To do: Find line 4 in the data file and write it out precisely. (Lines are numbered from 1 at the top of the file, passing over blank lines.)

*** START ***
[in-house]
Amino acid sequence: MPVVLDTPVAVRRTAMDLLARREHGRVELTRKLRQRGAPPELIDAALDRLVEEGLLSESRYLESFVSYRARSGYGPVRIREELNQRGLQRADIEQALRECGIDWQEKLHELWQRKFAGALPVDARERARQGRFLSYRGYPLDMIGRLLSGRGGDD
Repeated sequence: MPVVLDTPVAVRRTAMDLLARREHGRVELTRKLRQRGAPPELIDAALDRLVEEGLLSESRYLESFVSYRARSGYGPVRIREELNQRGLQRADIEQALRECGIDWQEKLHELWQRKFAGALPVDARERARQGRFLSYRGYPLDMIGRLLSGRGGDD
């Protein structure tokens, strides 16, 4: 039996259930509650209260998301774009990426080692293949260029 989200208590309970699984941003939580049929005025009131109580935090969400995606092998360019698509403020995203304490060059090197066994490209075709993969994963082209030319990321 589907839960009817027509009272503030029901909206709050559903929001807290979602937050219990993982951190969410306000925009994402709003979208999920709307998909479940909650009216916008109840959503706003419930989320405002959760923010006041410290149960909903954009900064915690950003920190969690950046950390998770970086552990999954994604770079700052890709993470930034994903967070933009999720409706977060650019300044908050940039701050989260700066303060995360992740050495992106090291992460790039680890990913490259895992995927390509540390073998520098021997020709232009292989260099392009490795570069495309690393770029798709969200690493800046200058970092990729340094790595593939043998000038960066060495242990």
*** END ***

């Protein structure tokens, strides 16, 4: 039996259930509650209260998301774009990426080692293949260029 989200208590309970699984941003939580049929005025009131109580935090969400995606092998360019698509403020995203304490060059090197066994490209075709993969994963082209030319990321 589907839960009817027509009272503030029901909206709050559903929001807290979602937050219990993982951190969410306000925009994402709003979208999920709307998909479940909650009216916008109840959503706003419930989320405002959760923010006041410290149960909903954009900064915690950003920190969690950046950390998770970086552990999954994604770079700052890709993470930034994903967070933009999720409706977060650019300044908050940039701050989260700066303060995360992740050495992106090291992460790039680890990913490259895992995927390509540390073998520098021997020709232009292989260099392009490795570069495309690393770029798709969200690493800046200058970092990729340094790595593939043998000038960066060495242990």